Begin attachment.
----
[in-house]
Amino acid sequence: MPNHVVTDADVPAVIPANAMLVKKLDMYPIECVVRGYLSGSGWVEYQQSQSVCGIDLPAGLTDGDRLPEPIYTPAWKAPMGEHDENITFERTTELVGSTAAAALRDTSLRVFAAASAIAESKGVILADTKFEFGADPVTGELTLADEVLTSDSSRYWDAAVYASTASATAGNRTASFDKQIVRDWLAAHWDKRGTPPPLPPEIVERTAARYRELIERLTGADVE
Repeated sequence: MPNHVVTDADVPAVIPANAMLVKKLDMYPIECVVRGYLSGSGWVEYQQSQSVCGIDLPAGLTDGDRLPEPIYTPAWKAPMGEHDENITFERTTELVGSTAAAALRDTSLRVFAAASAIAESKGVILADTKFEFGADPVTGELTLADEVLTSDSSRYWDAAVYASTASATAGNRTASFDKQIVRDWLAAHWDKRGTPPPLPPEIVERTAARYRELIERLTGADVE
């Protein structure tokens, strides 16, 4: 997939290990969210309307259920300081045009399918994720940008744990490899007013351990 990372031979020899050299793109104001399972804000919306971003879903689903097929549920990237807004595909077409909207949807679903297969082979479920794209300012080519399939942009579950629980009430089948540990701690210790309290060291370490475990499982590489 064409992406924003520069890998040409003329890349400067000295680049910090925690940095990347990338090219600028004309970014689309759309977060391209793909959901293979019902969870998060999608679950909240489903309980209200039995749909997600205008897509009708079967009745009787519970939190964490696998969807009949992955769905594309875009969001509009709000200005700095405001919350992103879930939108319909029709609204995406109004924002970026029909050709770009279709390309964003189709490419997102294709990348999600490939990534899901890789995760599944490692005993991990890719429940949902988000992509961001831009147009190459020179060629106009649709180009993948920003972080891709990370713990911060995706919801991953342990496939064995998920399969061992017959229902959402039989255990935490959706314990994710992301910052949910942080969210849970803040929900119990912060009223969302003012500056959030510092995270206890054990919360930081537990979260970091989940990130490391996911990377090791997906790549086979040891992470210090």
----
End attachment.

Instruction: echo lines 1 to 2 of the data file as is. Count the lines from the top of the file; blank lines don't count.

[in-house]
Amino acid sequence: MPNHVVTDADVPAVIPANAMLVKKLDMYPIECVVRGYLSGSGWVEYQQSQSVCGIDLPAGLTDGDRLPEPIYTPAWKAPMGEHDENITFERTTELVGSTAAAALRDTSLRVFAAASAIAESKGVILADTKFEFGADPVTGELTLADEVLTSDSSRYWDAAVYASTASATAGNRTASFDKQIVRDWLAAHWDKRGTPPPLPPEIVERTAARYRELIERLTGADVE